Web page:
Updated society guidelines address prevention of second stroke
Health care providers should perform diagnostic tests to determine the cause of a first stroke within 48 hours of symptom onset, according to an updated American Heart Association and American Stroke Association Clinical Practice Guideline.
The guideline also provides treatment recommendations based upon the cause of a first stroke or transient ischemic attack. Potential causes may include, but not limited to, blockages in large arteries in the neck or brain, damage to the small arteries in the brain from high blood pressure or diabetes, or irregular heart rhythms.
The treatment recommendations include:
• The use of multidisciplinary care teams for personalization of patient care and employment of shared decision-making with the patient to ensure that care plans incorporate the patient’s wishes, goals and concerns;
• Screening for and diagnose atrial fibrillation and initiating medications to reduce recurrence;
• Prescribing antithrombotic therapy for most patients without contraindications. Of note, antiplatelets combined with anticoagulants are typically not recommended for the prevention of a second stroke; dual antiplatelet therapy is only recommended short-term for patients with early arriving minor stroke and high-risk TIA or severe symptomatic stenosis;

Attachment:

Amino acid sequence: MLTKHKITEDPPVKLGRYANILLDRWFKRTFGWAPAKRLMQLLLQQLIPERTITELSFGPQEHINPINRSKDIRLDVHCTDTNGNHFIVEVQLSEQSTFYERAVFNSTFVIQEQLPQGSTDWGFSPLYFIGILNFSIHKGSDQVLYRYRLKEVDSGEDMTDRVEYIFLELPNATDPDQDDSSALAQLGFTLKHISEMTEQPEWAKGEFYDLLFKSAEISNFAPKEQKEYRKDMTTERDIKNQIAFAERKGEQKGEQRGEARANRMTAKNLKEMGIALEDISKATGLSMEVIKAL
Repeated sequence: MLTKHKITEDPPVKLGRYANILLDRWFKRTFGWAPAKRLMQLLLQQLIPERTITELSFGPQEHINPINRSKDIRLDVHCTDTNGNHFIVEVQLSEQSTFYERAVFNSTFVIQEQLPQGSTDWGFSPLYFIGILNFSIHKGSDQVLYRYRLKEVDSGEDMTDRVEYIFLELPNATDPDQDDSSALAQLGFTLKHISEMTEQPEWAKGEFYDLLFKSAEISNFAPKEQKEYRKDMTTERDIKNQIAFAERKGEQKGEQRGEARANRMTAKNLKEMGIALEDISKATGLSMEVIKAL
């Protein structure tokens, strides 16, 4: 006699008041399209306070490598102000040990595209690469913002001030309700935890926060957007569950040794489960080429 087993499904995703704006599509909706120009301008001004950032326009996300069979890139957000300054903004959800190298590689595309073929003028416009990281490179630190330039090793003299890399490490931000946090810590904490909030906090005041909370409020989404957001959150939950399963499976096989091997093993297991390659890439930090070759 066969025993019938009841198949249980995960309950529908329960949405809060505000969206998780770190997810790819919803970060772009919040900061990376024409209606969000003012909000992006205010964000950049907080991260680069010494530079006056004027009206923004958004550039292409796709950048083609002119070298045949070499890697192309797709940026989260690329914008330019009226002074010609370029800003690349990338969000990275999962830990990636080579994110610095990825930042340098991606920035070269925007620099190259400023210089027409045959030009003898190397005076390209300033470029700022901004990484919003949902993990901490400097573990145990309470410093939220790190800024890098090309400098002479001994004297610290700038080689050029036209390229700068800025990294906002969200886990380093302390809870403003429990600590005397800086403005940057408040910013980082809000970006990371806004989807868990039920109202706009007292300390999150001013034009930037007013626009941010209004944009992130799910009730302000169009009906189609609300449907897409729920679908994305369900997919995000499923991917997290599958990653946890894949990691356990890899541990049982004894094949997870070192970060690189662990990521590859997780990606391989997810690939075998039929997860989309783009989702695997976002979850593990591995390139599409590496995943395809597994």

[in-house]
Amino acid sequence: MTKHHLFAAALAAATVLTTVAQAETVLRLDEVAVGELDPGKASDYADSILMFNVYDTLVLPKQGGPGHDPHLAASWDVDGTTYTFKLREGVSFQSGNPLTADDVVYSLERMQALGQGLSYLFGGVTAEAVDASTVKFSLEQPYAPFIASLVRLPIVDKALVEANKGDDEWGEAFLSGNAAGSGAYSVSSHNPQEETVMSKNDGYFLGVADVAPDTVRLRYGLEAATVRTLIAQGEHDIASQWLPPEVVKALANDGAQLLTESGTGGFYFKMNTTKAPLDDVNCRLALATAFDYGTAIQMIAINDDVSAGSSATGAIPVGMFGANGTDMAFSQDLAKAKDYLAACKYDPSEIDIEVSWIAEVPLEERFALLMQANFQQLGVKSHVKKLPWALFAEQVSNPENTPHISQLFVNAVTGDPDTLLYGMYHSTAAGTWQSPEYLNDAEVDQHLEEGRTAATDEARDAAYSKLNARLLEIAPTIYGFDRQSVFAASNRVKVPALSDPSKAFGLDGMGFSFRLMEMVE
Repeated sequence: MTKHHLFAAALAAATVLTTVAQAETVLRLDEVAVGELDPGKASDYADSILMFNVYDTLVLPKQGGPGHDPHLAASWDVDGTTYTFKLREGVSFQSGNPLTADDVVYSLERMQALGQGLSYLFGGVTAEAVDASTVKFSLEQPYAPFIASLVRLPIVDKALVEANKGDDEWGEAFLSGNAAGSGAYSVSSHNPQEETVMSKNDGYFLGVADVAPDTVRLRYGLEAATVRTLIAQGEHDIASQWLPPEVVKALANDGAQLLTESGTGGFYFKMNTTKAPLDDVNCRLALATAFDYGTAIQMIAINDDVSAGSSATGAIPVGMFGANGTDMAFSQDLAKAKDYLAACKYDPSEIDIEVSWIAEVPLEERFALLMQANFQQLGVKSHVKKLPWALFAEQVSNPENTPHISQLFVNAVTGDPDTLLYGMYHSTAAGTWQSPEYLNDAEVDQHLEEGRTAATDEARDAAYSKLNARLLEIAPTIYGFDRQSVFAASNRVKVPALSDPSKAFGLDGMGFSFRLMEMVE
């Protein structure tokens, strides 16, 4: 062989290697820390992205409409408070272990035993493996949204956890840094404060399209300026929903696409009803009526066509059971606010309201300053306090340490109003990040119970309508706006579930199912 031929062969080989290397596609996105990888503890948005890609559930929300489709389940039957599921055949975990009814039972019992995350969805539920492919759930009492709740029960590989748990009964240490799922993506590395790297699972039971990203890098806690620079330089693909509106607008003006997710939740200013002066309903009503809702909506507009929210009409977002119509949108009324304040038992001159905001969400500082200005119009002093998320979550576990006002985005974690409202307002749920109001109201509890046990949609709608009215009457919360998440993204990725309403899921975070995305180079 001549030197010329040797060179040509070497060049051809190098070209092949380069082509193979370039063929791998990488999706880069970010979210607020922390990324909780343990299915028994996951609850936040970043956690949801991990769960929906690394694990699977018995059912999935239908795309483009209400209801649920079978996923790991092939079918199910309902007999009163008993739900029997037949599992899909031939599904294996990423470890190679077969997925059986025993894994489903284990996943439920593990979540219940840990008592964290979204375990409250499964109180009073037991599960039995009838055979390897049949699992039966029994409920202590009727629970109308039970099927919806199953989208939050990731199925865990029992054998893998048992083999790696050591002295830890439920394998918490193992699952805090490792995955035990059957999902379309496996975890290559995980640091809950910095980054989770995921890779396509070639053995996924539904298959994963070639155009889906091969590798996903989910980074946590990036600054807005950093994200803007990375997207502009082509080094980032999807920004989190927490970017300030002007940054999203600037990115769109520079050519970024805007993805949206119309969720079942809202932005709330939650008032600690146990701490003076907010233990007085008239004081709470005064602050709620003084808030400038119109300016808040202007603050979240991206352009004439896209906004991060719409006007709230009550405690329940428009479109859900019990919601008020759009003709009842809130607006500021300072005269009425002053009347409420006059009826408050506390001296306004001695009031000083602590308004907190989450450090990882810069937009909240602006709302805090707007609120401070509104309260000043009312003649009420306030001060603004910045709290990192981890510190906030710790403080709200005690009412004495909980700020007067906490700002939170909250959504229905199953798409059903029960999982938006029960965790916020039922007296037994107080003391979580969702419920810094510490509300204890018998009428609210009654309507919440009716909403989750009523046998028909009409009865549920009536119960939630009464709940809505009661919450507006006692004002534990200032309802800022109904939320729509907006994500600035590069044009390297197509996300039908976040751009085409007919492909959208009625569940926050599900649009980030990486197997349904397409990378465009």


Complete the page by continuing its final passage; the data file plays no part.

• Carotid endarterectomy, or in certain cases stent placement in the carotid artery, should be considered for patients with narrowing of the arteries in the neck; and
• Aggressive medical management of risk factors and short-term dual anti-platelet therapy are ideal for individuals with severe intracranial stenosis thought to have caused the stroke.
In addition, the guideline states that it is now reasonable to consider percutaneously closing a patent foramen ovale.
“It is critically important to understand the best ways to prevent another stroke once someone has had a stroke or a TIA,” Dawn O. Kleindorfer, MD, FAHA, chair of the guideline writing group and professor and chair of the department of neurology at the University of Michigan School of Medicine, said in a press release. “If we can pinpoint the cause of the first stroke or TIA, we can tailor strategies to prevent a second stroke.”
Also included in the update are secondary guidelines for patients who survived a stroke or TIA. These include:
• Managing the patient’s vascular risk factors, such as high blood pressure, type 2 diabetes, cholesterol, triglyceride levels and smoking cessation;
• Limiting salt intake and/or following a Mediterranean diet; and
• Participating in 10-minute, four-times weekly moderate-intensity aerobic activity or 20-minute, twice-weekly vigorous-intensity aerobic activity for those who are capable of physical activity.
“The secondary prevention of stroke guideline is one of the American Stroke Association’s ‘flagship’ guidelines, last updated in 2014,” Kleindorfer said in the release. “There are also a number of changes to the writing and formatting of this guideline to make it easier for professionals to understand and locate information more quickly, ultimately greatly improving patient care and preventing more strokes in our patients.”
American Heart Association Newsroom. Risk of second stroke can be reduced with prevention efforts based on cause of first stroke. Available at: https://newsroom.heart.org/news/risk-of-second-stroke-can-be-reduced-with-prevention-efforts-based-on-cause-of-first-stroke. Accessed June 3, 2021.